The Art of Psychotherapy is a really good, but most of all, interesting and very clearly written book for all those interested in discovering the inner world. For all who want to create, to evolve. And for all those who are aware that their lives can be significantly improved. Of course, problems and difficulties will arise all the time, and there is no one, even among psychotherapists, psychiatrists, and psychologists, who would not have problems. This book lets the reader know clearly and vividly how he can get to know, accept, and live with himself.
The book “The Art of Psychotherapy” is by no means just for those who are or will one day become psychotherapists.
If a man discovers himself, investigates his stunts and defenses that no longer serve him, and tries to figure out why he is constantly entangled in the same types of relationships, he may find it easier to explain himself if he reads chapters that talk about hysterical personality, depressed, obsessive and schizoid. Storr’s thoughts discovered many things in a whole new way.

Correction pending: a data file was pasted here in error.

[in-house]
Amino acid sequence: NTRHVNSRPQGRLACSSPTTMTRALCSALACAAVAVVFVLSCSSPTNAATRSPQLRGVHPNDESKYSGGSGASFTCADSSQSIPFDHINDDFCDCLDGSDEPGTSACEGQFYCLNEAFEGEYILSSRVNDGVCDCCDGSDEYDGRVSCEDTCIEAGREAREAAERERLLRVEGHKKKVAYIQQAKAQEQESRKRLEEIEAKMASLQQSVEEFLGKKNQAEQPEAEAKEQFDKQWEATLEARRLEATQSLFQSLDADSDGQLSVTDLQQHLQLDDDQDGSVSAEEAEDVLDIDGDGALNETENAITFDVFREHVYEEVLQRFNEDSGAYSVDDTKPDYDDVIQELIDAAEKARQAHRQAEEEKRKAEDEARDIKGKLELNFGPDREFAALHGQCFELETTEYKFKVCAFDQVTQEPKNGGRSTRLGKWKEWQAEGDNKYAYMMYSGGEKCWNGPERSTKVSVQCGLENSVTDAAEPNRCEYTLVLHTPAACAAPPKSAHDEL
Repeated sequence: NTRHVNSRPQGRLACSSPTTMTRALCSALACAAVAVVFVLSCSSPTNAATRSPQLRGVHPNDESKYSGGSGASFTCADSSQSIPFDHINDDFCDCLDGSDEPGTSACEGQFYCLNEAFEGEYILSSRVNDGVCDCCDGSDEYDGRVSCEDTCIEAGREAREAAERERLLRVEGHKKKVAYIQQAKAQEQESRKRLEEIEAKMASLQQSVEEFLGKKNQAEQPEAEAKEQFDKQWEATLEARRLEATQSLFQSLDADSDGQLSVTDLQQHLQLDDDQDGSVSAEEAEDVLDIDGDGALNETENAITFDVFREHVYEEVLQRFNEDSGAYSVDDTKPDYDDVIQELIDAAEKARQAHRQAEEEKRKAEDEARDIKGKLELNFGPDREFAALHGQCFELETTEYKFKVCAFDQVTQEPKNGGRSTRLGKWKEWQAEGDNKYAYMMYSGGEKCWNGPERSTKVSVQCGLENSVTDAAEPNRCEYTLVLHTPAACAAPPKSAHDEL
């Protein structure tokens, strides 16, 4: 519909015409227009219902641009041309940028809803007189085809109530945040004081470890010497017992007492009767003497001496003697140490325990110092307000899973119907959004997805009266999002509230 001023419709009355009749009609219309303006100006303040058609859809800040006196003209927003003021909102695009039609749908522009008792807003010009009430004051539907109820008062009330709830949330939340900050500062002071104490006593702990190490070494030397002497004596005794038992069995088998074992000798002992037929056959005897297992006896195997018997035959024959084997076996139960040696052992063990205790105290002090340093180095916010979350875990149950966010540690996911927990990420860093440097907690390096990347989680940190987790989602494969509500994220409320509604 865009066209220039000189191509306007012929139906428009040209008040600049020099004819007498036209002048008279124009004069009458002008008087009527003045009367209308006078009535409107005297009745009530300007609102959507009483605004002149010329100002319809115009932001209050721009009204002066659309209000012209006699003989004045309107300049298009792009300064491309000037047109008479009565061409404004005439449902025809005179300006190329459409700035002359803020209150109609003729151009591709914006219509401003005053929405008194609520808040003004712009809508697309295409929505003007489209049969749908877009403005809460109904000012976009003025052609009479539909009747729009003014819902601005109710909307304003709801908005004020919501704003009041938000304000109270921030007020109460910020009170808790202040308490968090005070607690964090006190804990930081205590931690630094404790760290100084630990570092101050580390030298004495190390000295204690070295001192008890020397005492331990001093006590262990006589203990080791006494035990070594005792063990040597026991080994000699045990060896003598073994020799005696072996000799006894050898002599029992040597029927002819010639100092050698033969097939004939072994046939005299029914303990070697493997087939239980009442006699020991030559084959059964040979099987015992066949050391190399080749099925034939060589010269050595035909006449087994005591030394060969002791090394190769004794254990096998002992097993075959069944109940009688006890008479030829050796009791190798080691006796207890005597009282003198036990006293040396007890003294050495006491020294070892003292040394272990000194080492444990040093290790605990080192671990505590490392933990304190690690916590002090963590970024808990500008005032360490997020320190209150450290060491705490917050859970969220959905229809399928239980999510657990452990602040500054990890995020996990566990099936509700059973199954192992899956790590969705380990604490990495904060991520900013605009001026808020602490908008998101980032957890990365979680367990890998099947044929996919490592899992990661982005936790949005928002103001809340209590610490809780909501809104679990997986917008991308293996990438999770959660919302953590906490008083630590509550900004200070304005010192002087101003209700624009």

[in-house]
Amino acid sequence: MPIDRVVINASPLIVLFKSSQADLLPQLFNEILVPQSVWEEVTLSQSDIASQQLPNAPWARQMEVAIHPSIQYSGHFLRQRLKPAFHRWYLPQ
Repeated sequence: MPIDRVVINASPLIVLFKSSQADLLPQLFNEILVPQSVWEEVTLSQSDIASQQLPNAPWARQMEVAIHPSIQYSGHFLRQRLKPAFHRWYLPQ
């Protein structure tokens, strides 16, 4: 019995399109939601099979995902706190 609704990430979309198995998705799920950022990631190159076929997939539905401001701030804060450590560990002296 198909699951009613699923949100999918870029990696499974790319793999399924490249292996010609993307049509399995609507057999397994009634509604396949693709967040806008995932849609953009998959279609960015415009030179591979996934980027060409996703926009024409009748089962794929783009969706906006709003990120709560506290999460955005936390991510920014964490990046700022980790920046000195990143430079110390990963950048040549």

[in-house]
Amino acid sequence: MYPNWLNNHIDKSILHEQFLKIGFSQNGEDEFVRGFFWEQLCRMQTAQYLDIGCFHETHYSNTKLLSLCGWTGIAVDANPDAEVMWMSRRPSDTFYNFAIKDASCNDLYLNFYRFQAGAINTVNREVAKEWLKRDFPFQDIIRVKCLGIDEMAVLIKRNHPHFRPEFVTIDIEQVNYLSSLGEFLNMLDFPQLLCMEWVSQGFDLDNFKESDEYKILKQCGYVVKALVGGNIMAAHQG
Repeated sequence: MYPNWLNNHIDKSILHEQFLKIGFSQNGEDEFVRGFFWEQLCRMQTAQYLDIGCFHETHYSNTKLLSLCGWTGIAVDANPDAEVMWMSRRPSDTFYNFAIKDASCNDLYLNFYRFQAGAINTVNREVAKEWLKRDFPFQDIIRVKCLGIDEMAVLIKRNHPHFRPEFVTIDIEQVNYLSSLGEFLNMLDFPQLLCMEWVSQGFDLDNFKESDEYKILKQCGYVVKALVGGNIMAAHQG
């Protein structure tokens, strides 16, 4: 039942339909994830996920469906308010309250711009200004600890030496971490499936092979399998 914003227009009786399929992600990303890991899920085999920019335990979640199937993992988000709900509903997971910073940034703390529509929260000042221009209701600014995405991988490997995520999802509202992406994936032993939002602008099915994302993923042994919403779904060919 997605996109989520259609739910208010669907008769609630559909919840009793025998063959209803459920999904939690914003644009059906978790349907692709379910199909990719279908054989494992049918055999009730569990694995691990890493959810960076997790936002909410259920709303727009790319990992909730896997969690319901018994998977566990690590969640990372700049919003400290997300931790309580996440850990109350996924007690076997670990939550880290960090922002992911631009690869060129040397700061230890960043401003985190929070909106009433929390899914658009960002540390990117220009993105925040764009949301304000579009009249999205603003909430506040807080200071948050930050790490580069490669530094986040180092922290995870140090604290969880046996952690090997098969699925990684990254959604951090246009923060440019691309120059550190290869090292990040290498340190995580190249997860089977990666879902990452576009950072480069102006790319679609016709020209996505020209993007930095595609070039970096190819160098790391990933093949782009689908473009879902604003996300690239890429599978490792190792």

Depressive, obsessive, hysterical, and schizoid are the types of people we place against normal people. At the same time, the question of whether normal people even exist swings over our heads over and over again. We are mostly mixed, but knowing what is prevalent in our inner world is good. What traits, defenses, or stumbling blocks that drive us into, over and over again, seemingly egg-to-egg-like events and relationships?
And for the End, Important Insight Into the Book “The Art of Psychotherapy.”
Storr first argues that man cannot develop and be satisfied without loving and being loved. Still, at the book’s place, he somehow acknowledges that development, that progress through change, and thus satisfaction, can also be achieved through creative work. There, man seeks solutions that take him forward and give him hope and momentum. Perhaps through creativity, stuck is also resolved.
It also emphasizes the importance of solitude. Some people don’t need solitude, yet others fear it; others cannot miss it. He suggests it because it is necessary for self-knowledge.